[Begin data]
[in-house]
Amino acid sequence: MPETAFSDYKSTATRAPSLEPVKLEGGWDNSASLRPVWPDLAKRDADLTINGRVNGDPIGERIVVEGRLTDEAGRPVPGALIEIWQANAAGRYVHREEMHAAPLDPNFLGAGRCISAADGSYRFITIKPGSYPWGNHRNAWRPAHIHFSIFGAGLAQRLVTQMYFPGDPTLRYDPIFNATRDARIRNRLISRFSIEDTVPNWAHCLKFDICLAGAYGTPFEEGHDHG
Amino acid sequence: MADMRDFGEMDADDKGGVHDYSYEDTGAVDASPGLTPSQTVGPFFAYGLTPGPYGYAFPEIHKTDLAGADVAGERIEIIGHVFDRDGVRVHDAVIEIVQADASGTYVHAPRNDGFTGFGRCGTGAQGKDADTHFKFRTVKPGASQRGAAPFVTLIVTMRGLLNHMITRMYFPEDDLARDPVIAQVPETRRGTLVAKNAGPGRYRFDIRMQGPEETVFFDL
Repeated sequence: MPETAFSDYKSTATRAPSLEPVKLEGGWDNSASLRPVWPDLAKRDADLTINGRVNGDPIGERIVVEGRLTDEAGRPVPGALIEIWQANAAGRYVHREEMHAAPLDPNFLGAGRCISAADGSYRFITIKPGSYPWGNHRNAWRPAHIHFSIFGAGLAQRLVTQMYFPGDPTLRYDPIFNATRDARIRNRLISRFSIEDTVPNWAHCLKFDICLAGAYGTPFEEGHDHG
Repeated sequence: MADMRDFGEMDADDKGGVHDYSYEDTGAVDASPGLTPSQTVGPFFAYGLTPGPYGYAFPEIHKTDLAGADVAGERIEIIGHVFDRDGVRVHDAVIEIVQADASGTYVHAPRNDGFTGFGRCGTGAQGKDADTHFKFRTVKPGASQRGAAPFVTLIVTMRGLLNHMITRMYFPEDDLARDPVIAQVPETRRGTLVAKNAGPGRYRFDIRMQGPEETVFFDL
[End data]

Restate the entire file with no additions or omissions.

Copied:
[in-house]
Amino acid sequence: MPETAFSDYKSTATRAPSLEPVKLEGGWDNSASLRPVWPDLAKRDADLTINGRVNGDPIGERIVVEGRLTDEAGRPVPGALIEIWQANAAGRYVHREEMHAAPLDPNFLGAGRCISAADGSYRFITIKPGSYPWGNHRNAWRPAHIHFSIFGAGLAQRLVTQMYFPGDPTLRYDPIFNATRDARIRNRLISRFSIEDTVPNWAHCLKFDICLAGAYGTPFEEGHDHG
Amino acid sequence: MADMRDFGEMDADDKGGVHDYSYEDTGAVDASPGLTPSQTVGPFFAYGLTPGPYGYAFPEIHKTDLAGADVAGERIEIIGHVFDRDGVRVHDAVIEIVQADASGTYVHAPRNDGFTGFGRCGTGAQGKDADTHFKFRTVKPGASQRGAAPFVTLIVTMRGLLNHMITRMYFPEDDLARDPVIAQVPETRRGTLVAKNAGPGRYRFDIRMQGPEETVFFDL
Repeated sequence: MPETAFSDYKSTATRAPSLEPVKLEGGWDNSASLRPVWPDLAKRDADLTINGRVNGDPIGERIVVEGRLTDEAGRPVPGALIEIWQANAAGRYVHREEMHAAPLDPNFLGAGRCISAADGSYRFITIKPGSYPWGNHRNAWRPAHIHFSIFGAGLAQRLVTQMYFPGDPTLRYDPIFNATRDARIRNRLISRFSIEDTVPNWAHCLKFDICLAGAYGTPFEEGHDHG
Repeated sequence: MADMRDFGEMDADDKGGVHDYSYEDTGAVDASPGLTPSQTVGPFFAYGLTPGPYGYAFPEIHKTDLAGADVAGERIEIIGHVFDRDGVRVHDAVIEIVQADASGTYVHAPRNDGFTGFGRCGTGAQGKDADTHFKFRTVKPGASQRGAAPFVTLIVTMRGLLNHMITRMYFPEDDLARDPVIAQVPETRRGTLVAKNAGPGRYRFDIRMQGPEETVFFDL